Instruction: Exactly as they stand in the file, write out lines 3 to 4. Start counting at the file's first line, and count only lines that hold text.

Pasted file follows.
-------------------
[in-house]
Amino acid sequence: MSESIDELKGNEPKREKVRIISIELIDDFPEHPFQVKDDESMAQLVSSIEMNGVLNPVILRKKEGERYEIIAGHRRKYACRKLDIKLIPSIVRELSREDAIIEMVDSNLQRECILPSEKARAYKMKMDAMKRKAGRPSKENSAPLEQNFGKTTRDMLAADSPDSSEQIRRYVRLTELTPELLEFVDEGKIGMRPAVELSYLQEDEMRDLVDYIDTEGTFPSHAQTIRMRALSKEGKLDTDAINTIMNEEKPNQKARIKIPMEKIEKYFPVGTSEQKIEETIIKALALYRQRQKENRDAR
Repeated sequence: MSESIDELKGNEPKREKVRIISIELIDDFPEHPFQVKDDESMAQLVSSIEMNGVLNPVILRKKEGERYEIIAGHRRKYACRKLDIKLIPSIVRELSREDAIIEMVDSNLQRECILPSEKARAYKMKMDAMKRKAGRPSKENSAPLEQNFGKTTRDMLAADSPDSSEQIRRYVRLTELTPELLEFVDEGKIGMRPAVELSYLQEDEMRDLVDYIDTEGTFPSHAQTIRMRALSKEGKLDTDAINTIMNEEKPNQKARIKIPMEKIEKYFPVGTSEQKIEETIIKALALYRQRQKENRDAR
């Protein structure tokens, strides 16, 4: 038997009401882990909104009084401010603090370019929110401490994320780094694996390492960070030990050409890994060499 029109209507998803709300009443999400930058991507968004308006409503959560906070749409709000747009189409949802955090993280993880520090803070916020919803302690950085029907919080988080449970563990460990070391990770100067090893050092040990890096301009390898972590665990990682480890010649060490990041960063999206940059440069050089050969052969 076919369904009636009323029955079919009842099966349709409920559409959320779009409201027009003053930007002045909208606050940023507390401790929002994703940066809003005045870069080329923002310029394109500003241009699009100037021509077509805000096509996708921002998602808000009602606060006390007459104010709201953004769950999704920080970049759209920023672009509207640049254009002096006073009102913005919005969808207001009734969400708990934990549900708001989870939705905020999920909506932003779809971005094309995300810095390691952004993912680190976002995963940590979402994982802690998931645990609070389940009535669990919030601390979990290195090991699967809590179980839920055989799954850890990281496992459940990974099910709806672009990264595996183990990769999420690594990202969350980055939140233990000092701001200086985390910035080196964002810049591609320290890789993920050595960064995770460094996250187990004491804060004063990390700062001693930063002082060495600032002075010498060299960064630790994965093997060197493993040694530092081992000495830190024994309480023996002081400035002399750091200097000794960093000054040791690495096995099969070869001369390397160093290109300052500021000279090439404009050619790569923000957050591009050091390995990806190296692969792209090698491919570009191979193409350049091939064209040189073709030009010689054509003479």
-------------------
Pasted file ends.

Repeated sequence: MSESIDELKGNEPKREKVRIISIELIDDFPEHPFQVKDDESMAQLVSSIEMNGVLNPVILRKKEGERYEIIAGHRRKYACRKLDIKLIPSIVRELSREDAIIEMVDSNLQRECILPSEKARAYKMKMDAMKRKAGRPSKENSAPLEQNFGKTTRDMLAADSPDSSEQIRRYVRLTELTPELLEFVDEGKIGMRPAVELSYLQEDEMRDLVDYIDTEGTFPSHAQTIRMRALSKEGKLDTDAINTIMNEEKPNQKARIKIPMEKIEKYFPVGTSEQKIEETIIKALALYRQRQKENRDAR
């Protein structure tokens, strides 16, 4: 038997009401882990909104009084401010603090370019929110401490994320780094694996390492960070030990050409890994060499 029109209507998803709300009443999400930058991507968004308006409503959560906070749409709000747009189409949802955090993280993880520090803070916020919803302690950085029907919080988080449970563990460990070391990770100067090893050092040990890096301009390898972590665990990682480890010649060490990041960063999206940059440069050089050969052969 076919369904009636009323029955079919009842099966349709409920559409959320779009409201027009003053930007002045909208606050940023507390401790929002994703940066809003005045870069080329923002310029394109500003241009699009100037021509077509805000096509996708921002998602808000009602606060006390007459104010709201953004769950999704920080970049759209920023672009509207640049254009002096006073009102913005919005969808207001009734969400708990934990549900708001989870939705905020999920909506932003779809971005094309995300810095390691952004993912680190976002995963940590979402994982802690998931645990609070389940009535669990919030601390979990290195090991699967809590179980839920055989799954850890990281496992459940990974099910709806672009990264595996183990990769999420690594990202969350980055939140233990000092701001200086985390910035080196964002810049591609320290890789993920050595960064995770460094996250187990004491804060004063990390700062001693930063002082060495600032002075010498060299960064630790994965093997060197493993040694530092081992000495830190024994309480023996002081400035002399750091200097000794960093000054040791690495096995099969070869001369390397160093290109300052500021000279090439404009050619790569923000957050591009050091390995990806190296692969792209090698491919570009191979193409350049091939064209040189073709030009010689054509003479």